Dalí Is Classical, Is Surrealist, Is
Discovered in 1820 on the Greek island of Melos, the Aphrodite or Venus de Milo is an icon that has been admired by generations of artists to the present day.
In 1936 Dalí “invented” his Venus de Milo with Drawers, a plaster sculpture which is now in the collection of The Art Institute de Chicago. With this daring work, he made the Hellenistic sculpture his own and turned it into a perfect blend of tradition and surrealism. And he did so transgressively, in a Daliesque way if one prefers, by sinking six drawers into the body of the goddess of beauty, love, and sensuality. They are drawers of enormous evocative and Freudian potential, with which Dalí invokes the subconscious and also, perhaps, the fears and contradictions of the modern human being.
Later, in 1964, he decided to make a limited edition of bronzes and reserved one, identified as ‘Exemplaire Gala Dalí’, for his Theatre-Museum. This is the only example that is not shown with the pompoms that are visible today on the plaster work of 1936 and also the bronzes of 1964. With this gesture, Dalí might have wanted to distinguish this sculpture from the other casts of the Venus de Milo with Drawers which are conserved in other places.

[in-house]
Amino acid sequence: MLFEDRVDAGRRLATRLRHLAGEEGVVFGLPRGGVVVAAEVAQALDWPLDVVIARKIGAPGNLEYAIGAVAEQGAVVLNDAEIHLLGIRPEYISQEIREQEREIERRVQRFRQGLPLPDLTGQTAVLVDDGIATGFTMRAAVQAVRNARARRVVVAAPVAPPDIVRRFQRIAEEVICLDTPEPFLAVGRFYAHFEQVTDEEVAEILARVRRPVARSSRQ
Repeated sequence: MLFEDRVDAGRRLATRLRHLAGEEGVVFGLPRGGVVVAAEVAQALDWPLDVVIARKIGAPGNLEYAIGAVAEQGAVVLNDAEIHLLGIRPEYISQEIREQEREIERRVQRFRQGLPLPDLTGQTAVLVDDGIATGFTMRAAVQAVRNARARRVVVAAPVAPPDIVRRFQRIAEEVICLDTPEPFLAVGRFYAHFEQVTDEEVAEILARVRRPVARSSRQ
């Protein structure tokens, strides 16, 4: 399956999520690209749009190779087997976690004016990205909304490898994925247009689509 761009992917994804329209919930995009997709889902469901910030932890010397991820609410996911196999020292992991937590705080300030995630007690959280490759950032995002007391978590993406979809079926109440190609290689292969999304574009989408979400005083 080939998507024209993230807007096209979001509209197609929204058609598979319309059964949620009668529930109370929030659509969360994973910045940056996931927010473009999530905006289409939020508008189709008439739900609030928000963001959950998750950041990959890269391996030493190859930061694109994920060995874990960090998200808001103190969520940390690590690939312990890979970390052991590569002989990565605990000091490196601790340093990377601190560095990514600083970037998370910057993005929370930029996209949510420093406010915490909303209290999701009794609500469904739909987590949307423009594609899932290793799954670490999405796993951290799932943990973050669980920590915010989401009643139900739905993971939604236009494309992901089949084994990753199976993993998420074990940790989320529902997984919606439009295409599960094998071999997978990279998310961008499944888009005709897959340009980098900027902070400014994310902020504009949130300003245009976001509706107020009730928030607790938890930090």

Later, in the 1960s, Dalí validated his Venus de Milo with Drawers as one of the forerunners of Pop Art.
Drawers and keys, elements of transgression
Both drawers and keys form part of Dalí’s most genuine and transgressive iconography. Drawers appear in his paintings after 1934, penetrating the bodies of some figures in works like Invisible Harp and Singularities. And they multiply throughout 1936, the year in which he created the Venus de Milo with Drawers. As for keys, they had already begun to appear in his first surrealist paintings, as demonstrated in the details of The Memory of the Woman-Child of 1929.
According to Dalí, ‘the only difference between immortal Greece and the contemporary era is Sigmund Freud who discovered that the human body, which was purely neoplatonic in the time of the Greeks, is now full of secret drawers that only psychoanalysis can reveal.’ In this regard, could these keys be understood as a metaphor for the psychoanalysis that would make it possible to reveal the images of Dalí’s concrete irrationality?